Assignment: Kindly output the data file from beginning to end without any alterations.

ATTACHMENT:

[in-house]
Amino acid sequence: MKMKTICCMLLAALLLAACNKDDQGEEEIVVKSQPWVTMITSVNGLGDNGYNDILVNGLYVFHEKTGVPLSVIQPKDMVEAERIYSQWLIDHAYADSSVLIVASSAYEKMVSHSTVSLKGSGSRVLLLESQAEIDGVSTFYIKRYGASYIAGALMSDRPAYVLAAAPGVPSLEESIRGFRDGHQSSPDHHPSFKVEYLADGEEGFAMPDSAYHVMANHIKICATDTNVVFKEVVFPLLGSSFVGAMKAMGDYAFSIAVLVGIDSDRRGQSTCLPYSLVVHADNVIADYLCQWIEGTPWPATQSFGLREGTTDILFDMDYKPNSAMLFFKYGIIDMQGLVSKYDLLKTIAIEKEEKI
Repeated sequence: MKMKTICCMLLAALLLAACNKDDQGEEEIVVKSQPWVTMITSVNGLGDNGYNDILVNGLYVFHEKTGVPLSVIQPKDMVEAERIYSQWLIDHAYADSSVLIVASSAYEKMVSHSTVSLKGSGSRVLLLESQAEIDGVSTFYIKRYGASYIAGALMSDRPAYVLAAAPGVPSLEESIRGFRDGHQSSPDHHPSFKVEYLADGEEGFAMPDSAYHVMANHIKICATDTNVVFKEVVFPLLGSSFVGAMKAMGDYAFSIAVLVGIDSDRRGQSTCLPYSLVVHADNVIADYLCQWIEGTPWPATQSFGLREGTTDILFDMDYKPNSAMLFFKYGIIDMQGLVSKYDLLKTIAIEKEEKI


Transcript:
[in-house]
Amino acid sequence: MKMKTICCMLLAALLLAACNKDDQGEEEIVVKSQPWVTMITSVNGLGDNGYNDILVNGLYVFHEKTGVPLSVIQPKDMVEAERIYSQWLIDHAYADSSVLIVASSAYEKMVSHSTVSLKGSGSRVLLLESQAEIDGVSTFYIKRYGASYIAGALMSDRPAYVLAAAPGVPSLEESIRGFRDGHQSSPDHHPSFKVEYLADGEEGFAMPDSAYHVMANHIKICATDTNVVFKEVVFPLLGSSFVGAMKAMGDYAFSIAVLVGIDSDRRGQSTCLPYSLVVHADNVIADYLCQWIEGTPWPATQSFGLREGTTDILFDMDYKPNSAMLFFKYGIIDMQGLVSKYDLLKTIAIEKEEKI
Repeated sequence: MKMKTICCMLLAALLLAACNKDDQGEEEIVVKSQPWVTMITSVNGLGDNGYNDILVNGLYVFHEKTGVPLSVIQPKDMVEAERIYSQWLIDHAYADSSVLIVASSAYEKMVSHSTVSLKGSGSRVLLLESQAEIDGVSTFYIKRYGASYIAGALMSDRPAYVLAAAPGVPSLEESIRGFRDGHQSSPDHHPSFKVEYLADGEEGFAMPDSAYHVMANHIKICATDTNVVFKEVVFPLLGSSFVGAMKAMGDYAFSIAVLVGIDSDRRGQSTCLPYSLVVHADNVIADYLCQWIEGTPWPATQSFGLREGTTDILFDMDYKPNSAMLFFKYGIIDMQGLVSKYDLLKTIAIEKEEKI